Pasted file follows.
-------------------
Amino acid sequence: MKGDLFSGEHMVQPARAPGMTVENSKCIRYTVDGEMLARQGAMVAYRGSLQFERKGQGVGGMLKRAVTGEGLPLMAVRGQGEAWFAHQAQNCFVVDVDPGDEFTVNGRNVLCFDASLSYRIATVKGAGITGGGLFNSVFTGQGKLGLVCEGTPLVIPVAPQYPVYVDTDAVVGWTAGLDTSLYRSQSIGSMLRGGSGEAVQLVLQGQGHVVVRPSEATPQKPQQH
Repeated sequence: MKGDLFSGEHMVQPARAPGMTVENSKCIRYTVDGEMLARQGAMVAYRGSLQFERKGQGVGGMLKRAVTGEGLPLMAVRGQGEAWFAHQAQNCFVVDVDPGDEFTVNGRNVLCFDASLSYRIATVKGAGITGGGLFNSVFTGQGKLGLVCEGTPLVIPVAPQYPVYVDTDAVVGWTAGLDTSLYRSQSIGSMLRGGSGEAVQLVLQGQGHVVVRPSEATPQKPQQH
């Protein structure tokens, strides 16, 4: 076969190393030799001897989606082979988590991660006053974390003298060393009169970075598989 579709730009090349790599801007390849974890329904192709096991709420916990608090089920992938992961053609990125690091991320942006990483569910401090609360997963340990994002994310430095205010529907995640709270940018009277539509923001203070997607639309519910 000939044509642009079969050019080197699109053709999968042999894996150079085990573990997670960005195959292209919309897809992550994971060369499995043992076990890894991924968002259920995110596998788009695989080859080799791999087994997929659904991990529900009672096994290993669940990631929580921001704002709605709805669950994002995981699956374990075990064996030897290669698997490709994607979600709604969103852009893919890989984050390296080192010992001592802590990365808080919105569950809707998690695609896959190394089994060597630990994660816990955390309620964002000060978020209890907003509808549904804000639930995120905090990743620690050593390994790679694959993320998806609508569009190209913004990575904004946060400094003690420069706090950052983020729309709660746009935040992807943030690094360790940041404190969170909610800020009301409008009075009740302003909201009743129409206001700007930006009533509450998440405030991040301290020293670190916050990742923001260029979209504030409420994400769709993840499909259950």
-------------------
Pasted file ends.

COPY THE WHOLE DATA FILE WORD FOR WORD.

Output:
Amino acid sequence: MKGDLFSGEHMVQPARAPGMTVENSKCIRYTVDGEMLARQGAMVAYRGSLQFERKGQGVGGMLKRAVTGEGLPLMAVRGQGEAWFAHQAQNCFVVDVDPGDEFTVNGRNVLCFDASLSYRIATVKGAGITGGGLFNSVFTGQGKLGLVCEGTPLVIPVAPQYPVYVDTDAVVGWTAGLDTSLYRSQSIGSMLRGGSGEAVQLVLQGQGHVVVRPSEATPQKPQQH
Repeated sequence: MKGDLFSGEHMVQPARAPGMTVENSKCIRYTVDGEMLARQGAMVAYRGSLQFERKGQGVGGMLKRAVTGEGLPLMAVRGQGEAWFAHQAQNCFVVDVDPGDEFTVNGRNVLCFDASLSYRIATVKGAGITGGGLFNSVFTGQGKLGLVCEGTPLVIPVAPQYPVYVDTDAVVGWTAGLDTSLYRSQSIGSMLRGGSGEAVQLVLQGQGHVVVRPSEATPQKPQQH
């Protein structure tokens, strides 16, 4: 076969190393030799001897989606082979988590991660006053974390003298060393009169970075598989 579709730009090349790599801007390849974890329904192709096991709420916990608090089920992938992961053609990125690091991320942006990483569910401090609360997963340990994002994310430095205010529907995640709270940018009277539509923001203070997607639309519910 000939044509642009079969050019080197699109053709999968042999894996150079085990573990997670960005195959292209919309897809992550994971060369499995043992076990890894991924968002259920995110596998788009695989080859080799791999087994997929659904991990529900009672096994290993669940990631929580921001704002709605709805669950994002995981699956374990075990064996030897290669698997490709994607979600709604969103852009893919890989984050390296080192010992001592802590990365808080919105569950809707998690695609896959190394089994060597630990994660816990955390309620964002000060978020209890907003509808549904804000639930995120905090990743620690050593390994790679694959993320998806609508569009190209913004990575904004946060400094003690420069706090950052983020729309709660746009935040992807943030690094360790940041404190969170909610800020009301409008009075009740302003909201009743129409206001700007930006009533509450998440405030991040301290020293670190916050990742923001260029979209504030409420994400769709993840499909259950």